Excellent is perhaps the most overused word in our culture to describe everything from food to art to organizations. However, there is not a more fitting word to describe an organization that has sought — and achieved — excellence in so many areas.Since 1980, Bethesda Christian School (BCS) has established itself in the Fort Worth community as a school of excellence in three primary areas: Character, Academics and Service.
Forming Christian character in the hearts of its students is the lens through which all activities on the campus are measured. For Bethesda, it is not enough that math and science are taught well. Weaving a Christian worldview into the curriculum is the prime focus of the school. Sean Lawler, Bethesda parent and board member says, “I have seen year after year that our BCS teachers place Christ first, and I see them wonderfully bring the Gospel into every subject and sphere of learning.”
The emphasis placed on building character in students is primarily what drove Bethesda’s principal, Vicki Vaughn, to create the Honorable Character Classroom Management System™. Selected in 2010 by the National Association of Elementary School Principals as a National Distinguished Principal, Vaughn has a vast experience as an educator. The Honorable Character system will leave a legacy in classrooms across the globe.
With materials for both public and private classrooms, the Honorable Character system aids teachers in building character in the lives of each student. Teachers acknowledge students when they exhibit virtuous qualities such as kindness, self-control and responsibility.
Bethesda also places great value on Bible classes and chapel services. Daily bible classes allow students to have open, honest discussions about faith in a safe environment, as well as learn Scripture through a variety of methods. Weekly chapel services are led musically by a group of their peers.
Not only does Bethesda strive for excellence in the building of character, but also in academics. With a low student/teacher ratio, Bethesda provides an academically robust environment where students receive specialized attention from their teacher. Bethesda students consistently test above national averages in standardized testing, and college preparation begins early. "Our students are especially known for their writing skills. This is a foundational skill that begins at the elementary level,” Vaughn says.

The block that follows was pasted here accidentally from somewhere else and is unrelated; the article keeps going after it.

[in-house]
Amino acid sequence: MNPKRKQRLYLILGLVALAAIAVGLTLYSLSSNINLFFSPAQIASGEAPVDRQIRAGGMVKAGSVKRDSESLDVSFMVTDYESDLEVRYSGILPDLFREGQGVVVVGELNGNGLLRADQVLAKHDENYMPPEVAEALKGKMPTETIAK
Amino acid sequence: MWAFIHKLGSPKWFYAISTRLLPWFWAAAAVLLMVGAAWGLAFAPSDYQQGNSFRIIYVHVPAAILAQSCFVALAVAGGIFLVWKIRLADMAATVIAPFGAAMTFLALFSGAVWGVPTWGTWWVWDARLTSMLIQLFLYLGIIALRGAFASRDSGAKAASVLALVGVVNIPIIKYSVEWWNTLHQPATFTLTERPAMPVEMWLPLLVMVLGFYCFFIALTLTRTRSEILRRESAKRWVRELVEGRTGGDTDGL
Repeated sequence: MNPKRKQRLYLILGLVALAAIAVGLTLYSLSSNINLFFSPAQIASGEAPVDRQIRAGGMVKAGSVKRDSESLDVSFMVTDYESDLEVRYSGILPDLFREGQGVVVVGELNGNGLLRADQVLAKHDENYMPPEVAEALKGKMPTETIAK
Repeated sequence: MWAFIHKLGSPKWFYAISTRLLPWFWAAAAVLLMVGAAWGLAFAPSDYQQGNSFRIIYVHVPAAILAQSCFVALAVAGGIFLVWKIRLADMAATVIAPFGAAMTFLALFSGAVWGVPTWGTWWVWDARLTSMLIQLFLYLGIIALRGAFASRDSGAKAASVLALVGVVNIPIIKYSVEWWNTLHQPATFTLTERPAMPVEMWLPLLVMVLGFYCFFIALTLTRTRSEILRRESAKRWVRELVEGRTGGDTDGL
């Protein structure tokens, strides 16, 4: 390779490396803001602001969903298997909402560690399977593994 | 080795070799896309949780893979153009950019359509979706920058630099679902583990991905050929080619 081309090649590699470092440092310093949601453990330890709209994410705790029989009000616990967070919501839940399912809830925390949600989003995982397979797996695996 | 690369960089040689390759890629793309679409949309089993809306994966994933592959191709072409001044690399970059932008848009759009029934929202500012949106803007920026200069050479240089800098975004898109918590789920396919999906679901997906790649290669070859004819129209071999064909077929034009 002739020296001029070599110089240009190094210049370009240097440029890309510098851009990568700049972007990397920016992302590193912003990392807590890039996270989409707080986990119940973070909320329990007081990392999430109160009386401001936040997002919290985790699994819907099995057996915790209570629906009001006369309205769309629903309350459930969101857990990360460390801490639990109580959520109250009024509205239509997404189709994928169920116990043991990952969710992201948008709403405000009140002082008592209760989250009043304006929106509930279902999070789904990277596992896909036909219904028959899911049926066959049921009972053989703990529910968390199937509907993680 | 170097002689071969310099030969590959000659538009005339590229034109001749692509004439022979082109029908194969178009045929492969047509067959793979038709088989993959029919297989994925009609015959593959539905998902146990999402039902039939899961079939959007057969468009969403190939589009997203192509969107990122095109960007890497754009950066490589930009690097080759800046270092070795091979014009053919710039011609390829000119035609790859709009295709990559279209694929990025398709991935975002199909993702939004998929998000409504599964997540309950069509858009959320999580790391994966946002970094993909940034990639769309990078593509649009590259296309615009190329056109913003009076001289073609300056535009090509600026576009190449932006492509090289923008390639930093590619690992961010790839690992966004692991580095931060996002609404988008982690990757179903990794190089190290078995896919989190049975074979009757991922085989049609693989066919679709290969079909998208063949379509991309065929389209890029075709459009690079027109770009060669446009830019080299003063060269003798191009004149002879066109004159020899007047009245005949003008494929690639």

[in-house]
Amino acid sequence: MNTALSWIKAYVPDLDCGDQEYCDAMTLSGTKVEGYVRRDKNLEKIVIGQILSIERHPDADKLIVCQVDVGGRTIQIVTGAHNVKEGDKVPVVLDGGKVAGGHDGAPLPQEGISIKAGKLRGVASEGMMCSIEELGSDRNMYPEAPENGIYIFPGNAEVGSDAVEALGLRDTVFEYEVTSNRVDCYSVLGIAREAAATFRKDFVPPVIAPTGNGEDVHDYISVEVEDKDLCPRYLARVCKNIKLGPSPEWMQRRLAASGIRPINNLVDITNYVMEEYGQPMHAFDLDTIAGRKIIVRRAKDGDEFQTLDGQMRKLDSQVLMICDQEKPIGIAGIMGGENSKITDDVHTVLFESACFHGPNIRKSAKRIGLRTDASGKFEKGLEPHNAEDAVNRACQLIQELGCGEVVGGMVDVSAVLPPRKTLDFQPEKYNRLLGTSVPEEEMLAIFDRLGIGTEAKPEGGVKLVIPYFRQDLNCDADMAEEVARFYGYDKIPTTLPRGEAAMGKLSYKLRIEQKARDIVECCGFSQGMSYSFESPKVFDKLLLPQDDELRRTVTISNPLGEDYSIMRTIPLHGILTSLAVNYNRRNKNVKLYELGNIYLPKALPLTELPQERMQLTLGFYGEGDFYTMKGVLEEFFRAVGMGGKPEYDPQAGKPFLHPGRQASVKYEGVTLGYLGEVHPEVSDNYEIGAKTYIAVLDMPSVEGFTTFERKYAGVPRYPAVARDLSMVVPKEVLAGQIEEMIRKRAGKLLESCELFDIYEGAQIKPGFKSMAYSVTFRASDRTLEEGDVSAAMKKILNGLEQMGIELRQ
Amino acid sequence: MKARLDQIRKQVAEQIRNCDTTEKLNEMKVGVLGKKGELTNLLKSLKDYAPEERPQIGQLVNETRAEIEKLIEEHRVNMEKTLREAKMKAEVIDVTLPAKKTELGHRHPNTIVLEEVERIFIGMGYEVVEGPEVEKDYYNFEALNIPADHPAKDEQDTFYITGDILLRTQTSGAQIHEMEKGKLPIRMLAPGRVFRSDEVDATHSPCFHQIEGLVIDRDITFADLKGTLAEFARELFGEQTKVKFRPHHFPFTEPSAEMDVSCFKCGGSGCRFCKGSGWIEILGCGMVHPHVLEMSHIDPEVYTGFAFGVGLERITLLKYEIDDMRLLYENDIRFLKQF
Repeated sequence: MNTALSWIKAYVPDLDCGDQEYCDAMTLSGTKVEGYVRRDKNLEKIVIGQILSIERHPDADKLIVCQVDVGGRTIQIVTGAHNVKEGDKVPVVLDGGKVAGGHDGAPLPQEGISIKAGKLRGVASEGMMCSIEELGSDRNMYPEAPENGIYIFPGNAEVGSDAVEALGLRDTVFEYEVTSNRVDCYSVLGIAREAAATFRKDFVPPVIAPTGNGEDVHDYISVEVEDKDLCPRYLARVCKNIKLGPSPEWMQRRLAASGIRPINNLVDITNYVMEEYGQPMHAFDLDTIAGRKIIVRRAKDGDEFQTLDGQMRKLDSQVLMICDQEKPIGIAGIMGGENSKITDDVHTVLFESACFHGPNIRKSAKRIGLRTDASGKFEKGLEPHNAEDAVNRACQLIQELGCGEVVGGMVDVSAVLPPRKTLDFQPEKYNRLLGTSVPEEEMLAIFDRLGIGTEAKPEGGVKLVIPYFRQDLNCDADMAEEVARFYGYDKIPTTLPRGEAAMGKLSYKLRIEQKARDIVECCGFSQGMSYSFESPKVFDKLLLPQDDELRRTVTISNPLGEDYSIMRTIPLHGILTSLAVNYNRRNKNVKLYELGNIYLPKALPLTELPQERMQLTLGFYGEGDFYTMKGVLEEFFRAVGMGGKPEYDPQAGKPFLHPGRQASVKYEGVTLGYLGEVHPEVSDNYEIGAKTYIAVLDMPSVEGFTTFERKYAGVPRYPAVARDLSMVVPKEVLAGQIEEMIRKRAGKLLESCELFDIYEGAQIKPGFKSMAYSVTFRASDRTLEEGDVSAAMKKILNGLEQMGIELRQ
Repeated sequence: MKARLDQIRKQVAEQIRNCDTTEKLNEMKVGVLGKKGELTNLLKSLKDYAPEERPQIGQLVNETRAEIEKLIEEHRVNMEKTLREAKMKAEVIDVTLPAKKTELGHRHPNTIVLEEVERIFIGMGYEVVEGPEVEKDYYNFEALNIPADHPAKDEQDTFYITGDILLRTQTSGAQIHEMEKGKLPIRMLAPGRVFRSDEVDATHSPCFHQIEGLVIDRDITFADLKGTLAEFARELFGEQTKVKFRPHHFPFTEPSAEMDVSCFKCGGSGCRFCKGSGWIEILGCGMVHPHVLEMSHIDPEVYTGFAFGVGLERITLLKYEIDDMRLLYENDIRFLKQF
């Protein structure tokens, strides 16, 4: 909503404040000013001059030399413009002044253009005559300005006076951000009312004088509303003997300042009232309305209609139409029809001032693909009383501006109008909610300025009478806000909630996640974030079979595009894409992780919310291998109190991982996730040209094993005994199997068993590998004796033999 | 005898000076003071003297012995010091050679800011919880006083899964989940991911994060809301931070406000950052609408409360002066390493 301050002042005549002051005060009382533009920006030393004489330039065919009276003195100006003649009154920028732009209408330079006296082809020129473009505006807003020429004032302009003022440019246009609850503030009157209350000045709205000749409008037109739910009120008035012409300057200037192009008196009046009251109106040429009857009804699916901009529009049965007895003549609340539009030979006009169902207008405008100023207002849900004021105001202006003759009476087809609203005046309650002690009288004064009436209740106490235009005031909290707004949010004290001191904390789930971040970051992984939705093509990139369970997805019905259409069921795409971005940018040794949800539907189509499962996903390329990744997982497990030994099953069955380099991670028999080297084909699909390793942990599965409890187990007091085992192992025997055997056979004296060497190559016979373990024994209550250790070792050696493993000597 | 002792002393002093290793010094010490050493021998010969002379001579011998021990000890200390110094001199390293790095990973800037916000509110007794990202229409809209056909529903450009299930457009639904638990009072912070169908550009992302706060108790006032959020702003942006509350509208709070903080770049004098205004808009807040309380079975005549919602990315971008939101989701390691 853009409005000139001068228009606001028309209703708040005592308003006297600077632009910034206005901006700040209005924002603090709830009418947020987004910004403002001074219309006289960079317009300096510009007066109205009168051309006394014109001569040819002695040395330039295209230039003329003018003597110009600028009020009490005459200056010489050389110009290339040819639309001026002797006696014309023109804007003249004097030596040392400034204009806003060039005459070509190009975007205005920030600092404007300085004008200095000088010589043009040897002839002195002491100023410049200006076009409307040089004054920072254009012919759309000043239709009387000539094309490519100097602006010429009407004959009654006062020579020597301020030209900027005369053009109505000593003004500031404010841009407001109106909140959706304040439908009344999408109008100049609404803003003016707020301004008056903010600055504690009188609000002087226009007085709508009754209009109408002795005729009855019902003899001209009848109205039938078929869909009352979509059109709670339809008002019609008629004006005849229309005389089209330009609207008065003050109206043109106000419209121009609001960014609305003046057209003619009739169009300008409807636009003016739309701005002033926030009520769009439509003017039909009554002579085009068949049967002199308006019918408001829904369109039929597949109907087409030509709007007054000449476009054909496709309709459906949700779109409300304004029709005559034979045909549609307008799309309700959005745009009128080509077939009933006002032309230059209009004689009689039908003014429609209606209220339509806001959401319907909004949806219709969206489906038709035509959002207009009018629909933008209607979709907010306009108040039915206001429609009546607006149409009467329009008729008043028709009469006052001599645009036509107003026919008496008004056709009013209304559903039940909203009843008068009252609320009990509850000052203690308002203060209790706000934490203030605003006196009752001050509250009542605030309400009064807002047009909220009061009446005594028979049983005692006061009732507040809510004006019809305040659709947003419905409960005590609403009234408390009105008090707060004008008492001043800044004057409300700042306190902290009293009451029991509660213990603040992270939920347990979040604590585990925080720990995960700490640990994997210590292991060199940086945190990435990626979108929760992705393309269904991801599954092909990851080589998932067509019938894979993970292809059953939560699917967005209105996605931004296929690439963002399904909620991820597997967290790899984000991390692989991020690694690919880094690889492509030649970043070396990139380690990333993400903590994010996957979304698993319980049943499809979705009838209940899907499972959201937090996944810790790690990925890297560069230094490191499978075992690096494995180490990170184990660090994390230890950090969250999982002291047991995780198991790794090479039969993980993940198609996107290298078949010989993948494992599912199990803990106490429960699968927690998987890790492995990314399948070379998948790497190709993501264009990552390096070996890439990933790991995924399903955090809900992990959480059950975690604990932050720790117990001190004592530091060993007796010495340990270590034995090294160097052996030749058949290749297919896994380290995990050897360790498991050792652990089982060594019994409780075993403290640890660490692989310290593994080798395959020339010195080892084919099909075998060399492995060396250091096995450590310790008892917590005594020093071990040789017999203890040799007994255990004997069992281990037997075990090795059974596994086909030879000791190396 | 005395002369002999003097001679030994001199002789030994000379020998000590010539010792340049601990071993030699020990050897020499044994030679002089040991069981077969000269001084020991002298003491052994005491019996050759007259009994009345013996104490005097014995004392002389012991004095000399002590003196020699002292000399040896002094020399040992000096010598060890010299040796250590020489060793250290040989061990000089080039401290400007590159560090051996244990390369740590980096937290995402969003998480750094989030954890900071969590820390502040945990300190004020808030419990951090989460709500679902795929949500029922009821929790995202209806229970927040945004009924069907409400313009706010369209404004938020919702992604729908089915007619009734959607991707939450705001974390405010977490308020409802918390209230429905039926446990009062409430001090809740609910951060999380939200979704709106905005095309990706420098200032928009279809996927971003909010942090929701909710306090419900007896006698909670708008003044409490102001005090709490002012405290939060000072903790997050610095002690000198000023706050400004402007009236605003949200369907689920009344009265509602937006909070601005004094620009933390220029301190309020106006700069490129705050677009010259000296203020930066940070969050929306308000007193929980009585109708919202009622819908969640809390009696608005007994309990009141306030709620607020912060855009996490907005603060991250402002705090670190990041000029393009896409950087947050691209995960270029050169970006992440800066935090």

Beyond character building and solid academics, Bethesda also encourages students to serve others, both in their community and around the world. Students are regularly involved in local service projects like blood drives, disaster relief and mentoring. Globally, students have raised money for water wells and served in Costa Rica, Honduras and Mexico. “Christ came and demonstrated servanthood, so we’re following His model,” says Keith Chadwick, school chaplain. “Serving takes the focus off one’s self and improves attitude. This is a lifetime truth we are teaching our students.”
Two other areas Bethesda has demonstrated excellence are in fine arts and athletics. With an award-winning arts program, a band program that consistently wins state-level awards, a robotics program that regularly competes at the state-level, and several state championships in athletics, Bethesda is a place where children can thrive in their callings. “Students are gifted in many different areas. Our goals is to expose them to a variety of opportunities to allow their gifts to emerge,” says Vaughn.
A ministry of Bethesda Community Church, the school certainly has a well-defined mission and purpose. “Every school has its own distinctive,” J. Daniel Smith, senior pastor explains. “Though Bethesda Christian School is well-known in our community for academic excellence, our students and parent body also know that we place prime value on the spiritual formation of our students. Simply put, we pray that our students will leave Bethesda loving Jesus more than they did the day they walked in. We are not only working toward the expansion of the mind but also toward the expansion of the heart.”